Analysis: Manitoba 2016 Budget

On May 31, Manitoba Minister of Finance, Cameron Friesen, presented the Manitoba Progressive Conservative Government’s 2016 Budget. The new budget has been referred to as a ‘hybrid budget’ and labeled as fiscally disciplined. The Minister plans to balance the over $1-billion dollar deficit Manitoba is currently facing over the next eight years. The Minister is forecasting a deficit of $911 million for 2016-17, down $100 million from last year. Budget 2016 includes no new taxes or tax increases and will not draw from the Fiscal Stabilization Fund.

Here is a brief overview for how this budget will affect PCA members doing work in Manitoba.

The Politics

For the first time in over fifteen year, Manitoba has a budget delivered by a Conservative government. Following the victory of the Progressive Conservative Party of Manitoba last month, budget 2016 is largely focused on fulfilling campaign promises and identifying the challenges left behind by the previous NDP government. The party may also be working on managing expectations for their time in government, as their lengthy plan does not balance the budget until near the end of a potential second term.



  • Committed to spending no less than $1-billion annually on strategic infrastructure
  • The level of investment in 2016/17 is over $1.8 billion. This investment will be in roads and bridges, flood protection, hospitals, schools, universities and colleges, as well as municipal projects and other infrastructure

Education and Training

  • $37-million (1.4 per cent) increase in funding for education and training over the current core government 2015-16 forecast including a 2.55 per cent increase in funding for schools to support initiatives in early years reading, new schools, resources for at-risk and Indigenous students, the full implementation of the Masters of Social Worker – Indigenous Knowledge Program at the University of Manitoba, and operating increases of 2.5 per cent for universities and two per cent for colleges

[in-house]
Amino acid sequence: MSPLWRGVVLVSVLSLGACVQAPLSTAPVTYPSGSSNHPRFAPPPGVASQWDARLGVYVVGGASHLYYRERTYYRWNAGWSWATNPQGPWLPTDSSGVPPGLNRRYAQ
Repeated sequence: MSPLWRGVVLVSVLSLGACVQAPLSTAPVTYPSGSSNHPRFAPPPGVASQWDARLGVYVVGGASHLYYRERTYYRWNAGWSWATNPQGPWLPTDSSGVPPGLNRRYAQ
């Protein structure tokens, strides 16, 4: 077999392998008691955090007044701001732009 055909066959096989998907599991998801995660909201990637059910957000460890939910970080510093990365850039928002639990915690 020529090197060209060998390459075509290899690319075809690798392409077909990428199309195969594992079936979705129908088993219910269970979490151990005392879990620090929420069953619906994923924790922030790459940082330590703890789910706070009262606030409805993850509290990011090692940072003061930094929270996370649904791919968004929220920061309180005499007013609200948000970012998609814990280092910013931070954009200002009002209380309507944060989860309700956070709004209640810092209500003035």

• Education for workforce training was built in to the broader spending on education, so exact figures for workforce training are still to be determined

Labour Market

  • Through the first quarter of 2016, both labour force and employment growth slowed when compared to the same period in 2015, but projections for growth in the future are positive. The Manitoba Finance Survey of Economic Forecasts shows an expected 0.4% growth in employment this year and improving to 1.1% growth in 2017, in line with the national average. The unemployment rate is expected to average 5.8% in 2016, tied for the lowest among provinces and anticipated to fall to 5.5% in 2017.

General Changes

  • Increased provincial contribution to new construction, improvement and maintenance costs through the Manitoba Housing and Renewal Corporation; support for early learning and child care; increased resources for the victims of crime; and additional resources to provide support for Syrian refugees.

Bottom line for PCA members

There are a number of positive aspects to this budget for PCA members, with increased focus on infrastructure spending being the main highlight. This increased spending, particularly in 2016-17, may mean more opportunities for PCA member companies interested in work in Manitoba.

You can find all the relevant budget documents here.

For more information on what the 2016 Manitoba Budget could mean for you and your business, or if you have any questions or comments, please feel free to contact Darrel Reid at